University Relationships


Soo May Cheng


Invest in Relationships

A total commitment to bilateral partnership would mean that engagement should occur at all levels of both organizations, from CEO down through to lower ranks.   Endorsement by top executives should signal a willingness to establish links at departmental levels, including student and alumni groups. Consortiums and networks of partners are also popular collaborative structures. The test of commitment is the investment of time, liaison personnel and funds to cultivate these relationships.

Be Mindful of Compliance Aspects

Where universities or their partners are public entities, there are possibly stricter compliance rules that must be observed.  With the cost of doing business and the risks of partnership escalating, private organizations must also be prudent with their investments in collaborative ventures.  Hence it is good practice to observe accountability, transparency and due process in all transactions.

Cultivate Win-Win Attitudes and Behavior

When partners approach any joint project unselfishly, taking into consideration the others’ interests as well as their own, there is a much better chance of success and achievement of all parties’ objectives. Tangibly, this translates into sharing of information, facilities, personnel, expertise and other organizational assets.

Appoint a Liaison Officer

Appoint a liaison officer on each side to manage the communication that flows between the partners. The role of coordinator is critical in ensuring that information is channeled to appropriate persons, that any query and request is followed through properly, and that all communication emanating from each party will be consistent. This liaison person must be fairly senior so as to command respect and to be able to access all channels within his/her own organization. He/she must have some expertise relevant to the role, and have strong interpersonal skills.


Do not Overlook Less Well-Known Universities or Companies as Partners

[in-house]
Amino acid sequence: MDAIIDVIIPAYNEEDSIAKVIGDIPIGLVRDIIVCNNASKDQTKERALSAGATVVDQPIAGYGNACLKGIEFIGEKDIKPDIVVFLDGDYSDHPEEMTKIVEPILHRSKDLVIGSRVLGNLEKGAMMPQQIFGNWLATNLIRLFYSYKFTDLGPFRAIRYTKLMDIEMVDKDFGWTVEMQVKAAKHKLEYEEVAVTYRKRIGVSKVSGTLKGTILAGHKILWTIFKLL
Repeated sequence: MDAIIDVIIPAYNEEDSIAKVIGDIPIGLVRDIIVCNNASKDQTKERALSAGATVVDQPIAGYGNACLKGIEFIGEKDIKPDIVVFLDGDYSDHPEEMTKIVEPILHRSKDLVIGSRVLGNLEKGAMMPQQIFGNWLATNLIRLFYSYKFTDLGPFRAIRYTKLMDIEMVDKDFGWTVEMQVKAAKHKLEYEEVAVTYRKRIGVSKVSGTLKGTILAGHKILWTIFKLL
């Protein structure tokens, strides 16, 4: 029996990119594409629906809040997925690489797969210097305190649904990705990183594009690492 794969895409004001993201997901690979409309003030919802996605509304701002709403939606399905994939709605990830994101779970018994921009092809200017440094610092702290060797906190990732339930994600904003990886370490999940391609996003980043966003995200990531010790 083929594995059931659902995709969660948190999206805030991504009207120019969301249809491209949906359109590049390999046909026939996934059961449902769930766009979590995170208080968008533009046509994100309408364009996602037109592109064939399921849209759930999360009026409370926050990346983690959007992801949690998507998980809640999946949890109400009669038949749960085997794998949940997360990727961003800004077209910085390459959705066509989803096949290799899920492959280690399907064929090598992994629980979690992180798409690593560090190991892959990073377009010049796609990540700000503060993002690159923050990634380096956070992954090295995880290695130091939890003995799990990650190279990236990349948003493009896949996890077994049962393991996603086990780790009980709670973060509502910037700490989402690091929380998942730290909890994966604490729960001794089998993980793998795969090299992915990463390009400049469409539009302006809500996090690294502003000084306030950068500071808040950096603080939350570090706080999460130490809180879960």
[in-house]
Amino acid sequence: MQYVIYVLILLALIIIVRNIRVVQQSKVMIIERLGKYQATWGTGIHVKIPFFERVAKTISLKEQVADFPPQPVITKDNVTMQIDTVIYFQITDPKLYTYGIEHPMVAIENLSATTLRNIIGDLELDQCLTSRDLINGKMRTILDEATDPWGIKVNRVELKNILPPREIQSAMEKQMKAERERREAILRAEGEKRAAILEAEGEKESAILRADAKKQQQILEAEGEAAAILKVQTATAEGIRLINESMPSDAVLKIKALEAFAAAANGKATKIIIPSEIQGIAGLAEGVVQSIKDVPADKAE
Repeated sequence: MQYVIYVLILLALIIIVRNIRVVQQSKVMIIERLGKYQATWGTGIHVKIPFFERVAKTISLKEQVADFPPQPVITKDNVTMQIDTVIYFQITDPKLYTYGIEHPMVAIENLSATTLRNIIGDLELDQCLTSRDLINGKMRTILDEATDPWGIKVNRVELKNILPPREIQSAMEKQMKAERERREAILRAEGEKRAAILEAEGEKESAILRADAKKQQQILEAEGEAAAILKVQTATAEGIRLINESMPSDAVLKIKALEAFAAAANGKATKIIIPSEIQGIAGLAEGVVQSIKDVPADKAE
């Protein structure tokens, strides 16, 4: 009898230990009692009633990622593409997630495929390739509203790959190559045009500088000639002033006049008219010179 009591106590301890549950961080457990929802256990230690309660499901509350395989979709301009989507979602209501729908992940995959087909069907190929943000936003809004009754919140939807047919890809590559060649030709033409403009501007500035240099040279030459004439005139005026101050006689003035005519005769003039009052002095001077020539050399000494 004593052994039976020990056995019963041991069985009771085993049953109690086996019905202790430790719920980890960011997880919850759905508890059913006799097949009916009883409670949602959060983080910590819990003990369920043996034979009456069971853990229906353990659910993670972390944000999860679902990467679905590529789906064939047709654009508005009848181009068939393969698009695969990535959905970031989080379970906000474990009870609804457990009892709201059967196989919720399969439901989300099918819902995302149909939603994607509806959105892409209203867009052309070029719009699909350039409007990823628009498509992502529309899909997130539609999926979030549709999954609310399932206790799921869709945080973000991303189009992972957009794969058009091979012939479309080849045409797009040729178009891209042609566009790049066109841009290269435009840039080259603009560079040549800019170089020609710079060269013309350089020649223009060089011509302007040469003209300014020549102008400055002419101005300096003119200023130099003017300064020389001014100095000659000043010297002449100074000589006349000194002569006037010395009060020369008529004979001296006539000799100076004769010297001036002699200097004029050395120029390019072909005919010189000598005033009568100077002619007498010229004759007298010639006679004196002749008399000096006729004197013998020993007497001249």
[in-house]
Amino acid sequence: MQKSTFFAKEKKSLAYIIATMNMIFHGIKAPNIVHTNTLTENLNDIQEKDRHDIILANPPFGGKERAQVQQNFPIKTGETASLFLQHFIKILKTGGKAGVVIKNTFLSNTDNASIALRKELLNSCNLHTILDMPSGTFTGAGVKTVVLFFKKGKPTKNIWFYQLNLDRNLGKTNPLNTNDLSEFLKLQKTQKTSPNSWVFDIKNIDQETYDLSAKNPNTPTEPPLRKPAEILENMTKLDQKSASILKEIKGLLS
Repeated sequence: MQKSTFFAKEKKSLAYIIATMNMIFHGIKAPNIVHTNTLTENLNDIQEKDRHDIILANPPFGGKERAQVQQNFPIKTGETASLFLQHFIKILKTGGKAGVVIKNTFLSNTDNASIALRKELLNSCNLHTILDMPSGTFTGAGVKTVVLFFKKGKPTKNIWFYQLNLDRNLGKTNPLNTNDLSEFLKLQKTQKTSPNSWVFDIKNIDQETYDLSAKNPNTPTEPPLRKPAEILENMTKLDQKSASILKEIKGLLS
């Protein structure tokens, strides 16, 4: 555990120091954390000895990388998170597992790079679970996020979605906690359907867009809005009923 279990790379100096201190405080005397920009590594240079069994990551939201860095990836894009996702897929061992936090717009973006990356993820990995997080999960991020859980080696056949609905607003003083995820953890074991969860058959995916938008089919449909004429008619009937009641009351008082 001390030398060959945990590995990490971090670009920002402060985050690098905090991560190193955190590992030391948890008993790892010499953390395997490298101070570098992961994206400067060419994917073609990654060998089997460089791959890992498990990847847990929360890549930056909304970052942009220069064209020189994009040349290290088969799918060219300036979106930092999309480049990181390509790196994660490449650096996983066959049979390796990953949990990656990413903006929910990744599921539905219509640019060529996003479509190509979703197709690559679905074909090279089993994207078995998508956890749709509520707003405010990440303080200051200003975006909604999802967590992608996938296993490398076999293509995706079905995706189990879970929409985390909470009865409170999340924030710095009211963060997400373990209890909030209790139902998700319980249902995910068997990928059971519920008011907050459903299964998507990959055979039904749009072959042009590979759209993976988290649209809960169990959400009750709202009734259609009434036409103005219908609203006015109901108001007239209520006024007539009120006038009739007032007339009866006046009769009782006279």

These organizations may not command the same star value as ivy-league universities or Fortune 500 companies, but may be able to demonstrate more flexibility and commitment to a partnership. There may also be better strategic fit between universities and businesses in correspondingly similar “tiers” in their respective sectors.

Do not be Limited in the Scope of Collaboration

As universities evolve to become more managerial and entrepreneurial, while business leaders acquire more scholarly perspectives through further education, the areas of common interest are bound to increase. Extending collaboration beyond one project, say, a company hiring graduates from its partner university, deepens a partnership and makes it more enduring. 

Do not Let a Partnership Terminate with the Departure of Individuals who Have Initially Championed it

Often, collaboration founded on the charismatic or visionary leaders’ initial commitment does not outlive the leaders’ departure from their organizations. With mobility of professors and business executives increasing in more turbulent socioeconomic environments, it is essential that mechanisms be set up to give the partnerships stability and continuity. Institutionalizing collaboration through formal agreements, liaison offices or joint project teams will extend the life of the partnership beyond the influence of their initiators. 

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